News ID: 218244
Published: 0517 GMT July 13, 2018

US indicts 12 Russians for election hacking ahead of Trump-Putin summit

US indicts 12 Russians for election hacking ahead of Trump-Putin summit
AFP

Twelve Russian intelligence officers have been charged with hacking Hillary Clinton's 2016 presidential campaign and the Democratic Party in a stunning indictment just days before President Donald Trump meets with Vladimir Putin.

The charges were drawn up by Special Counsel Robert Mueller, the former FBI director who is looking into alleged Russian interference in the November 2016 vote and whether any members of Trump's campaign team colluded with Moscow, AFP reported.

Democratic leaders immediately called for Trump to cancel Monday's scheduled meeting with the Russian president in Helsinki, but the White House said the summit would go ahead.

The 29-page indictment issued Friday accuses members of the Russian military intelligence agency known as the GRU of carrying out "large-scale cyber operations" to steal Clinton campaign and Democratic Party documents and emails.

"There's no allegation in this indictment that any American citizen committed a crime," Deputy Attorney General Rod Rosenstein said in announcing the charges at a press conference in Washington.

Rosenstein said he briefed Trump about the indictment before Friday's announcement and that the timing was determined by "the facts, the evidence, and the law."

Trump on Saturday responded by blaming the administration of former president Barack Obama for failing to act.

"Why didn't they do something about it, especially when it was reported that President Obama was informed by the FBI in September, before the Election?" he tweeted.

Speaking in Britain before the indictments were unveiled, Trump said he would ask Putin about the allegations of election meddling.

"I will absolutely, firmly ask the question, and hopefully we'll have a good relationship with Russia," he told a press conference with British Prime Minister Theresa May.

The indictment alleges that beginning in March 2016, the GRU agents began targeting over 300 employees and volunteers of the Clinton campaign, the Democratic Congressional Campaign Committee (DCCC) and the DNC.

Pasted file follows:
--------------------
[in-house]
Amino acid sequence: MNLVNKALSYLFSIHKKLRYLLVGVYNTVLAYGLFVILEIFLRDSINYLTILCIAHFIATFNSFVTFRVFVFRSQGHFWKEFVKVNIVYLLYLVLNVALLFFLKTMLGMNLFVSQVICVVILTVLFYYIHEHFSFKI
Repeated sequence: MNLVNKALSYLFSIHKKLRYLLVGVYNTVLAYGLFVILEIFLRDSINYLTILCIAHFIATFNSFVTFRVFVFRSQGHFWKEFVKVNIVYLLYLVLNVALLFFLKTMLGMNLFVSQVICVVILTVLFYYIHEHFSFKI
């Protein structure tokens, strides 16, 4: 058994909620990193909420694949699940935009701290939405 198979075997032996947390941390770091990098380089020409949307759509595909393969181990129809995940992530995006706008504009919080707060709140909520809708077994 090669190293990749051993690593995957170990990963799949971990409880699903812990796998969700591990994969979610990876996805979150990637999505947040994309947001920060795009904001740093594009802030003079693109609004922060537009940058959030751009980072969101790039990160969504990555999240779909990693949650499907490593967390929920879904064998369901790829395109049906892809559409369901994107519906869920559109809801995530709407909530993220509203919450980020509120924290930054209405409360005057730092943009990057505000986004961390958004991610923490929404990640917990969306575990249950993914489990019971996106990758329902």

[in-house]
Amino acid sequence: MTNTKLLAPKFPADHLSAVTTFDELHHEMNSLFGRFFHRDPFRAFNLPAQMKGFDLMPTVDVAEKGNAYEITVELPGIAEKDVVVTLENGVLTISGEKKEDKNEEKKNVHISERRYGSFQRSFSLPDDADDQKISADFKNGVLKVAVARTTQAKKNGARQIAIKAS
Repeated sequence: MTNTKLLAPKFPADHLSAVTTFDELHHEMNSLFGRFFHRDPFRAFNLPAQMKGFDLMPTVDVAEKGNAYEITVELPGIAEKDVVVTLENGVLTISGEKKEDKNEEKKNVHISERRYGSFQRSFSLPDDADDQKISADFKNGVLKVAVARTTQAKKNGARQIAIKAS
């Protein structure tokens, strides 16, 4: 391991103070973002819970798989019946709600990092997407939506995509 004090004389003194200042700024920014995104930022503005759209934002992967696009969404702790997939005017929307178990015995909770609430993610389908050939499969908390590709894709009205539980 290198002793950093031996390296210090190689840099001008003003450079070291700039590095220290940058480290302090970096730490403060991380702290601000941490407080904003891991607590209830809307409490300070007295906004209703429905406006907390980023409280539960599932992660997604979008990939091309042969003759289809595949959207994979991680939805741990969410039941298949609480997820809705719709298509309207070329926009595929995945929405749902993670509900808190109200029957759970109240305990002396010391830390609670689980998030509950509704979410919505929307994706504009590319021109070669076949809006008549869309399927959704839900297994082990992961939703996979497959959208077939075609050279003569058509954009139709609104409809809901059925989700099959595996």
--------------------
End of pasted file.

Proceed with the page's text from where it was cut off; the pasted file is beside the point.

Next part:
Around June 2016, they began releasing tens of thousands of the stolen emails and documents using "fictitious online personas, including 'DCLeaks' and 'Guccifer 2.0,'" the indictment said.

Some of the documents and emails were released through a website identified in the indictment only as "Organization 1" – believed to be Julian Assange's WikiLeaks.

Other documents and emails were made public through a website and Twitter account known as DCLeaks, which the GRU falsely attributed to a group of "American hacktivists".

Mueller previously indicted 13 Russians and three companies for allegedly interfering in the presidential vote.

Former Trump campaign chairman Paul Manafort has been charged with money laundering and other crimes, while former national security adviser Michael Flynn has admitted lying to the FBI.

Russia rejected accusations that it interfered in the US presidential election in a bid to help Trump win.

“It is regrettable that spreading false information has become the norm in Washington, and indictments are based on openly political motives,” said the Russian Foreign Ministry in a statement on Friday, adding, “Obviously, the purpose of this is to spoil the atmosphere” ahead of the Putin-Trump summit slated to be held in the Finnish capital of Helsinki on Monday.

The Russian ministry also blamed the “influential political forces of the United States, which oppose the normalization of [US-Russia] relations... and have been manufacturing blatant slander for two years.” It also described the whole case, which it said is supported by “no evidence,” as a “shameful comedy” whose purpose is to “disgrace” the US.

 

 

 

   
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